HYDRATION AND THE IMPORTANCE OF ELECTROLYTES:
This is just a reminder to everyone that the summer heat is upon us… please make sure you remember to place electrolytes in your water bottles. Don’t be afraid of taking in an electrolyte that has a few more calories either. (I know some women who made mistakes in the past like this and they almost suffered heat stroke.) Electrolytes need to be replenished during and even after your bike rides on especially hot days. Please remember to use them.
Check out our Nutrition and Hydration forums and read up on electrolytes and other health related discussions:
HEAT RELATED EMERGENCIES AND THE IMPORTANCE OF LISTENING TO YOUR BODY:
Another thing to keep in mind is to remember to listen to your own body. The heat plays terrible tricks on us. If you feel you are getting overheated, please stop, pull to the side in a shady area and take a break. If you don’t feel you can continue on, ask a buddy or your spouse or friend to come pick you up. During the past 4 and half years since riding in groups, I’ve seen more than a few almost suffer from heat exhaustion. (Myself included). You have nothing to prove to anyone… and your health is more important.
HEAT RELATED EMERGENCIES, SYMPTOMS AND HOW TO TREAT THEM:
HEAT CRAMPS are muscular pains and spasms that usually occur in the legs or abdomen caused by exposure to high heat and humidity and loss of fluids and electrolytes. Heat cramps are often an early sign that the body is having trouble with the heat.
HEAT EXHAUSTION typically involves the loss of body fluids through heavy sweating during strenuous exercise or physical labor in high heat and humidity.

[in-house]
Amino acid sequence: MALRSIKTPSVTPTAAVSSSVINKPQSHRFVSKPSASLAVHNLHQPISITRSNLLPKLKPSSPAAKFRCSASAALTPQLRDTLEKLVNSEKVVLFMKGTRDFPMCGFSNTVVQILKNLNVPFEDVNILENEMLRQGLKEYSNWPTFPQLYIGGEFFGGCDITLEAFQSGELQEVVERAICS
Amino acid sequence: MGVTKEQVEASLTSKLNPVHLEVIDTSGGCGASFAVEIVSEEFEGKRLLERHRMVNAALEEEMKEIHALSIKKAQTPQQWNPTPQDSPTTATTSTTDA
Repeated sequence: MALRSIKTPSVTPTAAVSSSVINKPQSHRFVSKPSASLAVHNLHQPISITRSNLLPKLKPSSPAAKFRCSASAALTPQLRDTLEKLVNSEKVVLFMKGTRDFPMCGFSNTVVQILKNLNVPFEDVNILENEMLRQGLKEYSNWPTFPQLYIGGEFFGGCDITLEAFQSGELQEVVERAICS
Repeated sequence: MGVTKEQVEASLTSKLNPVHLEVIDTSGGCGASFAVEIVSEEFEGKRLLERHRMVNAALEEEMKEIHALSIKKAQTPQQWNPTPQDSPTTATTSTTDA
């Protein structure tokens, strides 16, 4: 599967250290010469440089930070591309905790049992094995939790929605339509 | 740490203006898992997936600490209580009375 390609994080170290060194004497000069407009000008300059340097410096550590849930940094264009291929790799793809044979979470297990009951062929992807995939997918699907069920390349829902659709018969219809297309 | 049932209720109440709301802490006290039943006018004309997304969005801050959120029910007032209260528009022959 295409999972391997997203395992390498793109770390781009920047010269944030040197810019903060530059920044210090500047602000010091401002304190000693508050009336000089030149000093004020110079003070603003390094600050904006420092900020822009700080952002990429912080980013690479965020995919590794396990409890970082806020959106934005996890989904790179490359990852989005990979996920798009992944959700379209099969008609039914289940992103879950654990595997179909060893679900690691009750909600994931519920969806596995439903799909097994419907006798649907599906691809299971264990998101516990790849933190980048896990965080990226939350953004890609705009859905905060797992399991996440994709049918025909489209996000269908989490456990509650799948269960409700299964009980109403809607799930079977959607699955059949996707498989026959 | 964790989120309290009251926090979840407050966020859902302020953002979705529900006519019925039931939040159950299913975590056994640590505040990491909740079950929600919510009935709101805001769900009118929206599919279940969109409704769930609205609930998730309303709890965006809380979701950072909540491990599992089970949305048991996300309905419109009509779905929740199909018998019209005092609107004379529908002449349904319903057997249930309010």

Signs of heat exhaustion include cool, moist, pale or flushed skin; heavy sweating; headache; nausea; dizziness; weakness; and exhaustion.
Move the person to a cooler place. Remove or loosen tight clothing and apply cool, wet cloths or towels to the skin. Fan the person. If the person is conscious, give small amounts of cool water to drink. Make sure the person drinks slowly. Watch for changes in
If the person refuses water, vomits or begins to lose consciousness, call 9-1-1 or the local emergency number.
HEAT STROKE (also known as sunstroke) is a life-threatening condition in which a person’s temperature control system stops working and the body is unable to cool itself.
Signs of heat stroke include hot, red skin which may be dry or moist; changes in consciousness; vomiting; and high body temperature.
Heat stroke is life-threatening. Call 9-1-1 or the local emergency number immediately.
Move the person to a cooler place. Quickly cool the person’s body by giving care as you would for heat exhaustion. If needed, continue rapid cooling by applying ice or cold packs wrapped in a cloth to the wrists, ankles, groin, neck and armpits.
–Written by Lisa Caterbone on Google